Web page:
I know most people are up to their neck in spring and don’t have time to read my ramblings, let alone hold meetings to implement new ideas. But I wanted to record what I am seeing out there just in case some readers were able to use it to help their customers succeed — the first time. The industry is changing because the customer is changing, as my analysis of this year’s National Garden Survey data shows.
Walk any type of garden store (I’ve seen 12 in the last few days) and watch shoppers, especially the younger novices. You can see confusion bordering on panic on some customers’ faces as they read every bottle or plant label, asking each other, “what’s the difference between these two?”
They have bought into the concept of outdoor fun with the kids or healthy home-grown food, but matching the dream with reality is another matter. “Fear of failure” is the main drawback to increased garden spending at times like this.
So, keeping it brief for the busy spring season, here are some questions/queries to use for your training or critiques in the next few days:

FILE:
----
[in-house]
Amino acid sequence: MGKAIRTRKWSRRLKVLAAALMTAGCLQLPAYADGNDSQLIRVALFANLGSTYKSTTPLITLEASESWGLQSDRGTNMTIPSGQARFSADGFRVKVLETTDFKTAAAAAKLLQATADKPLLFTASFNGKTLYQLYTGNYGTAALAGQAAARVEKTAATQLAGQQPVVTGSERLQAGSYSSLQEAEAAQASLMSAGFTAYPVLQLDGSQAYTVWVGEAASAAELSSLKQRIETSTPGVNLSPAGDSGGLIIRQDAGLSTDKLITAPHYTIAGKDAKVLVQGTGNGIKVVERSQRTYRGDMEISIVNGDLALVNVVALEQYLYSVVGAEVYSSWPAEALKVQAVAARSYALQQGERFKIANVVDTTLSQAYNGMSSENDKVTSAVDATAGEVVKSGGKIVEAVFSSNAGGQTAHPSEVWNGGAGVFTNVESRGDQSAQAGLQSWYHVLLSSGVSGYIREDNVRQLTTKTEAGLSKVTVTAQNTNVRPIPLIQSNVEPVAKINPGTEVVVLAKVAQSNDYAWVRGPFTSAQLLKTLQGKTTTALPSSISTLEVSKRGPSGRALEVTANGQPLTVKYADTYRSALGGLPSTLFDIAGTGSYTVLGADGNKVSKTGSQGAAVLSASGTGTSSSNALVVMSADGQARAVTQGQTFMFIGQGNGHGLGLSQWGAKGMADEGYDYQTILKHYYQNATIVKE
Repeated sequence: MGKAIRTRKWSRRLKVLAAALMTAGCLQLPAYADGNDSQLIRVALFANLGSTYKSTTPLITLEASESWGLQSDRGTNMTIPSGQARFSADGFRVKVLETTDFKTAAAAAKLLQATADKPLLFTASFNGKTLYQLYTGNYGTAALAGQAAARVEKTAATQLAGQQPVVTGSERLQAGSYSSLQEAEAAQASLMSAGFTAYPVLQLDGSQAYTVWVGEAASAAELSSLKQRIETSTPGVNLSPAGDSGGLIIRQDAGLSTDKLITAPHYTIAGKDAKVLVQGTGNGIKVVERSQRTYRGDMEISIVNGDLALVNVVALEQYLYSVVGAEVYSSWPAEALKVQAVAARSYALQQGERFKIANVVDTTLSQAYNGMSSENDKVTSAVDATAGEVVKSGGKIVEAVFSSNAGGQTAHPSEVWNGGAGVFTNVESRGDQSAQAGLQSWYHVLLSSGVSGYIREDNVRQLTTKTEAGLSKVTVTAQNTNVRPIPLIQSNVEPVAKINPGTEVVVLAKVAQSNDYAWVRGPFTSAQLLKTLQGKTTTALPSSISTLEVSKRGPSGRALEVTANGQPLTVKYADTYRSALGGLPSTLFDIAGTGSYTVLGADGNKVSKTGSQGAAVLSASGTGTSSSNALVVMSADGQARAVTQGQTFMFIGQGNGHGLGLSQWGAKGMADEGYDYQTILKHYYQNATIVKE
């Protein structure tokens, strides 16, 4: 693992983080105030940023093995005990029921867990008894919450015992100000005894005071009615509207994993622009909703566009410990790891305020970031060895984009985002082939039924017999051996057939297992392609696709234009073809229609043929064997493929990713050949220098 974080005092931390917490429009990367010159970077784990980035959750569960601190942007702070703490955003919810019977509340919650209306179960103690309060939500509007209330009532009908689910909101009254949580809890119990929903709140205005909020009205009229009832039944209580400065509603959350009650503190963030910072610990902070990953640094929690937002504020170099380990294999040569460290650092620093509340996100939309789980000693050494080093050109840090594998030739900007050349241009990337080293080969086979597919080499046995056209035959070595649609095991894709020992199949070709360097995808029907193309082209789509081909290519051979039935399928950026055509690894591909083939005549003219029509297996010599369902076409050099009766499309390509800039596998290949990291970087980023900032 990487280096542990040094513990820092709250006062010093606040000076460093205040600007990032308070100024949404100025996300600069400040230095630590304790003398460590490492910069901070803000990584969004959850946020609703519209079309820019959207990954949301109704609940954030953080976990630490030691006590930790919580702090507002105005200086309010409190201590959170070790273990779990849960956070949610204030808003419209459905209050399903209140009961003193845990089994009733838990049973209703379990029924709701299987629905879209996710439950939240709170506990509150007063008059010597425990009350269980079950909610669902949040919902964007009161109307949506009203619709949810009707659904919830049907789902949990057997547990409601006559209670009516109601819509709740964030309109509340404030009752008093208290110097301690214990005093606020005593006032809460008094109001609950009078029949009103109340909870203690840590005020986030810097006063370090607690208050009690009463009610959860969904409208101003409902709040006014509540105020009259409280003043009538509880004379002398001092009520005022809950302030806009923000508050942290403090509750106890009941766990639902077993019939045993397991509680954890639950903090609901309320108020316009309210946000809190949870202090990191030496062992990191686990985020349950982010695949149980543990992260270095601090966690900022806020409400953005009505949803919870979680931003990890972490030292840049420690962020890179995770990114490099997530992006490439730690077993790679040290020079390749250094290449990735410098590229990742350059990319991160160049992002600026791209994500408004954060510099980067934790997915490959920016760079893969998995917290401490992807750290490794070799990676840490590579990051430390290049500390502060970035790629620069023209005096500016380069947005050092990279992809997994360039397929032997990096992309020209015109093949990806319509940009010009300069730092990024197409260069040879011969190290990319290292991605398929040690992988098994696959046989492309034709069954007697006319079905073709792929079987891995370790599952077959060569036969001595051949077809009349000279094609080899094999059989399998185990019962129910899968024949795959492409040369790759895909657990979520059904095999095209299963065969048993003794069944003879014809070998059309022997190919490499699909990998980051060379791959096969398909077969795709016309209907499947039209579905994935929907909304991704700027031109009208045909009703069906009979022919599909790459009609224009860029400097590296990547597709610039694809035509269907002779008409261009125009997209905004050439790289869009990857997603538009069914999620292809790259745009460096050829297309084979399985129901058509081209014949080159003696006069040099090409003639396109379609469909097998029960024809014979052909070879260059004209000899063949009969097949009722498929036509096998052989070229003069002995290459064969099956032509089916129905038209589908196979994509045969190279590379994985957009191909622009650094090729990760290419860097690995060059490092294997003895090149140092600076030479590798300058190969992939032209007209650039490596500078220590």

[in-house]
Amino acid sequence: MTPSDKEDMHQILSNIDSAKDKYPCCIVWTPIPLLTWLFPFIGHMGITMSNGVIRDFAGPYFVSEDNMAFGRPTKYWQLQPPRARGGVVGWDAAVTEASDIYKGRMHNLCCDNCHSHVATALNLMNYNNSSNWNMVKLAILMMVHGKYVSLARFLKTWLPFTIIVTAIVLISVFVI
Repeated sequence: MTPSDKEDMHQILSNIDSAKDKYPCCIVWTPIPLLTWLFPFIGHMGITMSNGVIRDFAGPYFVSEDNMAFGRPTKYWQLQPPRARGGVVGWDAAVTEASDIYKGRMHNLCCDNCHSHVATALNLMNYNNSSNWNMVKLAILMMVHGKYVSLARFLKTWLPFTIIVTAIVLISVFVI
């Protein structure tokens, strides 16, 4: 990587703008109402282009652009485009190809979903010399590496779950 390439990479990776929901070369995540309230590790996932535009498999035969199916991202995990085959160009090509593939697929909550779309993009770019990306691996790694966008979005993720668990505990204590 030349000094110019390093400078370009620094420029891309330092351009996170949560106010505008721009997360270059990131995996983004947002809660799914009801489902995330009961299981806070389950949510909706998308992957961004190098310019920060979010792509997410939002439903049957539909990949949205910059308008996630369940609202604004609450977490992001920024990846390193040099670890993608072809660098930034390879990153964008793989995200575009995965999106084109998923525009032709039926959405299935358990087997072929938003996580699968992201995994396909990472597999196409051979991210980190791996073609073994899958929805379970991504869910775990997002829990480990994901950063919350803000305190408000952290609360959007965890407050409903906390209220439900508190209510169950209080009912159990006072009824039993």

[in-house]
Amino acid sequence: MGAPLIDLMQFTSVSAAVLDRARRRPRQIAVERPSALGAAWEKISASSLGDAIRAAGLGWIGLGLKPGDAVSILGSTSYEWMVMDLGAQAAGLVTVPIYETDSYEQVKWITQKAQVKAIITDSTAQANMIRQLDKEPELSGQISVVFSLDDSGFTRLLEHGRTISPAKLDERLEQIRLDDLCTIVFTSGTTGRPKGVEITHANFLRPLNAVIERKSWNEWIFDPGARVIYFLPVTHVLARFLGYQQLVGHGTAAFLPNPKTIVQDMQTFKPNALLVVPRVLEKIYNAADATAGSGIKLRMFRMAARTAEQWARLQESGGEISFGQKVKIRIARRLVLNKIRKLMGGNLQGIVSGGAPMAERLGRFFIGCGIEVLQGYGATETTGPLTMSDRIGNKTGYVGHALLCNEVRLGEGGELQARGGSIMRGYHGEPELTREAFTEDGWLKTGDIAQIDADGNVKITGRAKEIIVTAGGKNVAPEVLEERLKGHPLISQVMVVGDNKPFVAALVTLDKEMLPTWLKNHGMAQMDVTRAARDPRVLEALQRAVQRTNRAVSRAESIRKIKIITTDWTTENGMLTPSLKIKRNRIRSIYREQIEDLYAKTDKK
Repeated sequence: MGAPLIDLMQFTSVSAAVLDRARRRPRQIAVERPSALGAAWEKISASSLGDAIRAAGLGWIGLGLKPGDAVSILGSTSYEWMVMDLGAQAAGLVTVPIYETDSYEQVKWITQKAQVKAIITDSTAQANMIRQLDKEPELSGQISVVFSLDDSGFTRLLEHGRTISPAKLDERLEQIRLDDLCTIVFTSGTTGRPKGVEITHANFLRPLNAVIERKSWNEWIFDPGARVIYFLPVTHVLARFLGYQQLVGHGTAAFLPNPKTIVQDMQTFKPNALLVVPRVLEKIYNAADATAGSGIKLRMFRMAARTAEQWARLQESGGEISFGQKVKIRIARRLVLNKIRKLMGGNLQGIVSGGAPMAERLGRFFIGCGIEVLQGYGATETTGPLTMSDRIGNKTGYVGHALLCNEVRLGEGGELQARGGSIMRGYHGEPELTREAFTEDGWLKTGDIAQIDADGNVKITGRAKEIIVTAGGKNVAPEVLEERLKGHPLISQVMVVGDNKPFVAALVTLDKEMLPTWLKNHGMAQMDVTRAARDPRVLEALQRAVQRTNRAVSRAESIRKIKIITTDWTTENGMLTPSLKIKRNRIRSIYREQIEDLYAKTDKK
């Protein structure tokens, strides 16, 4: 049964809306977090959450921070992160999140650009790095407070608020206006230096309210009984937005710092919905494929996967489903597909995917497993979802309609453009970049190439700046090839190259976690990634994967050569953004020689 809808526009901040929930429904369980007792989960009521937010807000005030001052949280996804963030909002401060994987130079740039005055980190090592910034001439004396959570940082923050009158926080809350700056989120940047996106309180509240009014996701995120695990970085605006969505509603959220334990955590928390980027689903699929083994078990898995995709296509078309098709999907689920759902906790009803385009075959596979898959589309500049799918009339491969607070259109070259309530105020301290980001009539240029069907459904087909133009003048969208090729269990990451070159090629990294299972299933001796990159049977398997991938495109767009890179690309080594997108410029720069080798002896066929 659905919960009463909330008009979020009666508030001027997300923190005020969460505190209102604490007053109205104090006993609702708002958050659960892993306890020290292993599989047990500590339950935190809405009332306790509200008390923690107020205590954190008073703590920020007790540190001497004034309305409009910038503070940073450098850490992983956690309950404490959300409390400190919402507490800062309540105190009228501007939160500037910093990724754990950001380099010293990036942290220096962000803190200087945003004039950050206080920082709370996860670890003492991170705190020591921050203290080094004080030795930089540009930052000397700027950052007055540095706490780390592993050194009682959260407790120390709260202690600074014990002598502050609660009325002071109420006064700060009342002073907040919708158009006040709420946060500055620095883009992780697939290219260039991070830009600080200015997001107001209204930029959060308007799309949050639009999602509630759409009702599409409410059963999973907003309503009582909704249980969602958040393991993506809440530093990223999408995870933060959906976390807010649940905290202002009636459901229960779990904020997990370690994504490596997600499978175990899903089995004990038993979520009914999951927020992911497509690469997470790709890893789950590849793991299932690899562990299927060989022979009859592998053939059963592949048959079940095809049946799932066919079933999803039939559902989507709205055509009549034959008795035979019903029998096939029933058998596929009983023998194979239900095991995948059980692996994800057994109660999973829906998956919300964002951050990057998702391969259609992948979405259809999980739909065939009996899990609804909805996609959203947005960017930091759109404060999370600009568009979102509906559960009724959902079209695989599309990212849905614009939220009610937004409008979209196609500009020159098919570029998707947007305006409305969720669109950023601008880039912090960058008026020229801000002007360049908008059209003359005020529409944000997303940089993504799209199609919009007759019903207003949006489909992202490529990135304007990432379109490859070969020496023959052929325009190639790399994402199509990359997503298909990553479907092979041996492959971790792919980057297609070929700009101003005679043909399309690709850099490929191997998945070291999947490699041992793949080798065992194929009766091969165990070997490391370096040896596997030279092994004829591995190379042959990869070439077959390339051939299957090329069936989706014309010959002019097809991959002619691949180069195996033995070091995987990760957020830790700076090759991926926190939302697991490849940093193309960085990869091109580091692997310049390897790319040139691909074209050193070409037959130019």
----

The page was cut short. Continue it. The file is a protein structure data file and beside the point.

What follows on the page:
- Do displays/signs assure first-timers (e.g., ‘Easiest succulent we carry!’)?
- Is wording simple and encouraging, or botanical and fear-inducing?
- Are there simple bundles such as “Perennial Success Kit” or “Fresh Potatoes Without Digging”?
- Are the top 15 to20 selling plants accompanied by their essential tie-in products and how-to info?
- Are guarantee signs positive and pro-customer, or defensive and pro-company?
- Is there an information desk? Is it always staffed by happy, competent people?
- Are customer success stories and reviews shared online or on site?
- Are online how-to videos promoted at the point of purchase for customers to access as they shop?
- Is there help line/website reference or at-home consultancy available for after-purchase questions?
How much money from the customer’s “Fear of Failure” is being left on your table for another year?
Let us all know how this questionnaire played out!
Reprinted from consultant Ian Baldwin’s website, with permission from Baldwin.